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#8772 - 06/25/05 06:26 AM .
Soccer Kid Offline

Registered: 10/22/04
Posts: 273
Loc: Missouri

Deviant of Many Talents

"Reality is just an illusion."

#8773 - 06/25/05 06:42 AM Re: .
demonboi Offline

Registered: 05/14/05
Posts: 228
Loc: East Coast
i know what you're talking about. in school the teachers say i do well in my class and on what i do and to me its like "well, am i supposed to not being doing well?" when i skate and land something hard, like a flip ive been working on my friends are like "Hey, that was awesome!" and i just skate on. when girls say im cute, i get super shy. and when i play basketball and someone trips me or pushes me trying to get the ball and they says "Sorry, didn't mean, just got caught up in ths game". to me its like im just in the way you know? it might not be the same feeling but i understand it too.

Every corner, every city
There's a place where life's a little easy
Little Hennessy, laid back and cool
Every hour, cause it's all good
Leave all the stress from the world outside
Every wrong done will be alright
Nothin but peace, love
And street passion, every ghetto needs a thug mansion

#8774 - 06/25/05 10:24 AM Re: .
Bill_1965 Offline
Chat Mod Emeritus

Registered: 06/29/03
Posts: 1986
Loc: Flint, Michigan
I can relate Zack,

No need to apologize to me, I probably deserved it. No need to compliment to me, I don't deserve that. What a fine thing low self-esteem is. :rolleyes:

I was put up for an award by an Americans with Disabilities association. I told them to withdraw me from consideration. I didn't deserve that. Two years ago there was a very nice "Letter to the Editor" written about me. My response again was I don't deserve that, even told others that. Rather than taking pride in the fact that I do take pride in what I do. A good thing about myself that I didn't accept. A co-worker said that she liked my sense of modesty, it wasn't modesty it was shame of being acknowledge for something good. A friend of mine kept telling me I should take pride in the acculades given to me. I felt I didn't deserve any of it.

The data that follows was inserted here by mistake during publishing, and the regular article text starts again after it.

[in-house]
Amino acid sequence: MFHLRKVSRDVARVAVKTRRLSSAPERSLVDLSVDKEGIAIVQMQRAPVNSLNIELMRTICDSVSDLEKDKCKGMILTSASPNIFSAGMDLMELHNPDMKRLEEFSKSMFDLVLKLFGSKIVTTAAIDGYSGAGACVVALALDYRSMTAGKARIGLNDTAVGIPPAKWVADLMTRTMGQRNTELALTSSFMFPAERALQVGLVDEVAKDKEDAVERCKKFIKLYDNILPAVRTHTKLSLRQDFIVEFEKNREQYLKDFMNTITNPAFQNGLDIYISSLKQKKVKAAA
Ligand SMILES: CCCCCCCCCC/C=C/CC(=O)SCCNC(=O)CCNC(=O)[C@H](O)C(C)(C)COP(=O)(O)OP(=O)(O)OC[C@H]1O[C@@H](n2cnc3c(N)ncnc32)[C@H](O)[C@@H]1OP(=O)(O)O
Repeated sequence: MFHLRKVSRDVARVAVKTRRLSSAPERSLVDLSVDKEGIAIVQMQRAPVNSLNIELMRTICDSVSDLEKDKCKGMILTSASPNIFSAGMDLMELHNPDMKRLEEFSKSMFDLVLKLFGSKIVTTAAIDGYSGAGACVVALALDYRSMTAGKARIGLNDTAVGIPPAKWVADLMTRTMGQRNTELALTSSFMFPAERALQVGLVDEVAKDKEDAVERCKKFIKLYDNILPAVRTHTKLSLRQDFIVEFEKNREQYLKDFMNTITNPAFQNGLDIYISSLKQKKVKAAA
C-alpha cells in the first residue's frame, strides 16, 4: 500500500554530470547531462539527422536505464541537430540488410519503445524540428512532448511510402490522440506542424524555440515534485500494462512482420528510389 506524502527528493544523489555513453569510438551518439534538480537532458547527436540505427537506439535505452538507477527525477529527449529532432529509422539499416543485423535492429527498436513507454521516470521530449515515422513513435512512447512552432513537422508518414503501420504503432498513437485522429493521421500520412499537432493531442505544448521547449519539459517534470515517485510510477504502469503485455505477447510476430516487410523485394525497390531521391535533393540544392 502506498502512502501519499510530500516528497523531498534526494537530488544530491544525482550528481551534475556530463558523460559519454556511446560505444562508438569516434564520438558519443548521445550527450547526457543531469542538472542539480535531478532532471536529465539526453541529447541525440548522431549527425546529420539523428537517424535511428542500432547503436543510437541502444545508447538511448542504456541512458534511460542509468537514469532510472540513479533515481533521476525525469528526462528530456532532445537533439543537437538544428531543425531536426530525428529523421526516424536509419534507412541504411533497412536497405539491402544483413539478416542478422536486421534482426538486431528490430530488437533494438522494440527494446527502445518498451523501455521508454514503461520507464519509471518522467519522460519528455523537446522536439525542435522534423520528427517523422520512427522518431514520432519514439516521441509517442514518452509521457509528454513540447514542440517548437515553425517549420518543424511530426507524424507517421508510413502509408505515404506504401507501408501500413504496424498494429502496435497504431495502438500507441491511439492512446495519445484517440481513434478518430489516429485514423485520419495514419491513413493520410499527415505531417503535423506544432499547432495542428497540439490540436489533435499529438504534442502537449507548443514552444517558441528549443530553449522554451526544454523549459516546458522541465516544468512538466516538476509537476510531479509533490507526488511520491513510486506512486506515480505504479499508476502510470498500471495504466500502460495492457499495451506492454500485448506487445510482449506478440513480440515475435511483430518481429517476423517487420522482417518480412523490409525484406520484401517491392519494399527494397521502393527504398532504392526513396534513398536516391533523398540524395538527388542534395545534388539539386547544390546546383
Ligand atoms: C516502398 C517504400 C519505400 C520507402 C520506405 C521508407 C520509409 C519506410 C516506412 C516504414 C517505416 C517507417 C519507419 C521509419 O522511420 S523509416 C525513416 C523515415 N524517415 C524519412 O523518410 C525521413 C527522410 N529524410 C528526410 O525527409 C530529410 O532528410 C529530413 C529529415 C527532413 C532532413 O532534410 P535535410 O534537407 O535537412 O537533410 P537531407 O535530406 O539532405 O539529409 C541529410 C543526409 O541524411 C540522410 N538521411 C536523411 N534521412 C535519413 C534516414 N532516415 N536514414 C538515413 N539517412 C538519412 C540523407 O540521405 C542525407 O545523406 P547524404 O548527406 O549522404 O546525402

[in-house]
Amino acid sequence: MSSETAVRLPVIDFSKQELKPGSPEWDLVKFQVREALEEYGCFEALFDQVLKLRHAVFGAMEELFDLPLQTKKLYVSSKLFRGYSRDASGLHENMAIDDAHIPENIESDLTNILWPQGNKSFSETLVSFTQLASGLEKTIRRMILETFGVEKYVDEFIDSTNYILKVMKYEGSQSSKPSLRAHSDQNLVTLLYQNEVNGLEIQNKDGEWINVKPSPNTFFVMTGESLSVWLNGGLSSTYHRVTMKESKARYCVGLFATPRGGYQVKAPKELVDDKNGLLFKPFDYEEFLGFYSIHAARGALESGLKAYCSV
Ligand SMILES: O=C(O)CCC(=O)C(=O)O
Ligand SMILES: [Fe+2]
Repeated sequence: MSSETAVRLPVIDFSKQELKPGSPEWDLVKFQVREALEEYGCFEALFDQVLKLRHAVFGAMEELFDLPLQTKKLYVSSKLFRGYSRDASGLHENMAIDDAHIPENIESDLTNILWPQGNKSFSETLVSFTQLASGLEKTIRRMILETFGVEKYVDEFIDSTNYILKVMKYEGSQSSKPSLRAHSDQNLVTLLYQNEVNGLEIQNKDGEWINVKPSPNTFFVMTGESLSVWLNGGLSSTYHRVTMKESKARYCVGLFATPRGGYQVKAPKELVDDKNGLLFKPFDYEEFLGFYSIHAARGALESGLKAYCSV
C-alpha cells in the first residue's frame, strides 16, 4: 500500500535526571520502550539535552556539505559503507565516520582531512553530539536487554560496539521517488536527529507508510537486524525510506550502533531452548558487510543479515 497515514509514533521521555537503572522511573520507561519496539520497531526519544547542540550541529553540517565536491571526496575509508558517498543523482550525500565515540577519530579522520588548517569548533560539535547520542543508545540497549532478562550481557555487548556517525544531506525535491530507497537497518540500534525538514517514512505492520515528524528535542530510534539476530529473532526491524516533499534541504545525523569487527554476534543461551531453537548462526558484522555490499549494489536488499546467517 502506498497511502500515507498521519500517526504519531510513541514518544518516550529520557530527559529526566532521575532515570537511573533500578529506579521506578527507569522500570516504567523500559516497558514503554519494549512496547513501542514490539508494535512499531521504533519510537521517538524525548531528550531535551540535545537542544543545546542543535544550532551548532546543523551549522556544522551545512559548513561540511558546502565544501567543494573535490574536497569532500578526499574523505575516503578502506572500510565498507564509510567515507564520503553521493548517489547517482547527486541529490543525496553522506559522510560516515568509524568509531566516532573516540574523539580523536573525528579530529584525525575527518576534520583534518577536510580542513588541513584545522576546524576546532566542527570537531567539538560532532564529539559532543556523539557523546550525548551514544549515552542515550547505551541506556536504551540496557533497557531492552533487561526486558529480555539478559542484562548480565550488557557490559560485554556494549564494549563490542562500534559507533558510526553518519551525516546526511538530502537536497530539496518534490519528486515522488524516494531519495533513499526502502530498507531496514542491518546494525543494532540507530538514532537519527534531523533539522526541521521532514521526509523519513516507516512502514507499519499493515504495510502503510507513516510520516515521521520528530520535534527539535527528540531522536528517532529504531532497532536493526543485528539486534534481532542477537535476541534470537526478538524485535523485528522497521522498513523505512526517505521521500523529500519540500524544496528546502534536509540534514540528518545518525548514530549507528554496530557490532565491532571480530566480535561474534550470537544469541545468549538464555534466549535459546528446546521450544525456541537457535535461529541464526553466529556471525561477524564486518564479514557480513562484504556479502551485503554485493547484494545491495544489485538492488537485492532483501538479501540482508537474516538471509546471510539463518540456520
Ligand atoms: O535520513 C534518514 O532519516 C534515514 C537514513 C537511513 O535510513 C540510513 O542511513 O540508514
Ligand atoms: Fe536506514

Over the years I have been on the cover of a nation magizine, been the feature of a newspaper article, been in the newspaper several times, on the tv news a bunch of tims and had one of my photographs as the rear cover of a national magazine. None of this I have copies or momentos of. I was ashamed of it, I didn't deserve it.

The most recent one is currently out, I did get a copy of it for a keepsake. I'm trying to hunt down copies of those magazines (without much success) and still need to order some back issues of newspapers that I do know the date of. I do deserve to keep those and be proud of them.

There is lots of good things about each and every one of us. We should be proud of them. It's a nice thing to be able to say "thank you" to a compliment and actually mean it rather than just saying it out of politeness.

Take care,

Pain is Temporary; Quitting lasts Forever. - Lance Armstrong

#8775 - 06/25/05 06:30 PM Re: .
Dude Offline

Registered: 01/11/05
Posts: 126
Loc: Dallas,TX
We have the same problem. We just want to be left alone in our own little world. Most of the time we hide and stay away. Don't want anyone around. Were not goood enough for complements, used to bein hurt and arn't worthy enough to be be friends; but that's just our opinion. -Jay

#8776 - 06/25/05 10:09 PM Re: .
sophiesdad Offline

Registered: 04/30/05
Posts: 462
Loc: Florida
I don't take compliments well either. I'm a talented musician. But when I was growing up, I was the "trained monkey" for my parents - every time someone came over I was summoned out to perform for the guests. To this day I HATE when someone asks me at a party to play and/or sing.

For years I would get compliments on my musical talents. The words felt empty to me - they would sort of float in one ear and out the other. And, if anyone made a real fuss over me, I would want to crawl into some hole.

I don't like being the center of attention (though many people find that hard to believe). Female co-workers have often commented that they would kill to have a husband like me - I sit there and wonder WHY?